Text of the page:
The other day a friend was asking me about rowing. I talked about how much I was enjoying it. She’s a runner by habit and expressed concern about the technical skills required to row. She asked how much coordination rowing required. My mother smiled and said it couldn’t take that much because I could do, right? And then she looked at me for affirmation.
I smiled back, a bit puzzled, and then realized she’d said that not to be mean, my mother is very kind and gentle, but because I used to describe myself as uncoordinated. It was part of my story of myself as a non athletic book loving person. I’d been calling myself uncoordinated since elementary school.
Funny. I don’t think that at all any more. Rowing, in fact, takes lots of coordination and while I’m not a natural, I’m doing okay. But Aikido takes lots of coordination too and I’ve made great progress there. Ditto cycling. Ditto track cycling. And cross country skiing. And Olympic lifting.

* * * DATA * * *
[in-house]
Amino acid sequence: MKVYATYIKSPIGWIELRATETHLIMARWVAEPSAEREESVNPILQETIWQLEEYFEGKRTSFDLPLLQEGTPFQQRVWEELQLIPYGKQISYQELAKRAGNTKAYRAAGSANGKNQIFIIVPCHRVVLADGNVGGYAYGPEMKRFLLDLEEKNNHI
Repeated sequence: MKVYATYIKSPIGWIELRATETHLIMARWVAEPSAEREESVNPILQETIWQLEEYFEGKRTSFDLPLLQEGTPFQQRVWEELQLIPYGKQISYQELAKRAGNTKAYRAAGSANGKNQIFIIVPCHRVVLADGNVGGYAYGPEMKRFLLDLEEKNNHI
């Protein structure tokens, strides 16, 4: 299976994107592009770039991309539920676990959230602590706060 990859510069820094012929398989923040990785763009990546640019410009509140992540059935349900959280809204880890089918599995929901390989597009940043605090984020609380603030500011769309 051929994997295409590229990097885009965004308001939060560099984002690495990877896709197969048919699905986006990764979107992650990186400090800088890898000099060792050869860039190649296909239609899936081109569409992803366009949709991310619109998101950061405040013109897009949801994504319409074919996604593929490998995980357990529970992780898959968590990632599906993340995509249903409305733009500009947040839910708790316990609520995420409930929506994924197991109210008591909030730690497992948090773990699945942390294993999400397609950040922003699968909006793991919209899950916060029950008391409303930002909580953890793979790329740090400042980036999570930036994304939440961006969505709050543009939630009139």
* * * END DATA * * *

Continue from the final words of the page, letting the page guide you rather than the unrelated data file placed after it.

I think it’s safe to say both that I’m no longer uncoordinated and that I know it.
Being uncoordinated turned out not to be a deep fact about me. It was something I could fix and change by learning things that required coordination. I’ve been wondering about the role negative stories we tell about ourselves play in shaping our lives. Tracy wondered recently if she should stop telling herself that she could run but that she’d never be fast.
I know now I’m not uncoordinated but I should have figured it out years ago.
Do you have any negative stories you used to tell yourself that you realized weren’t true?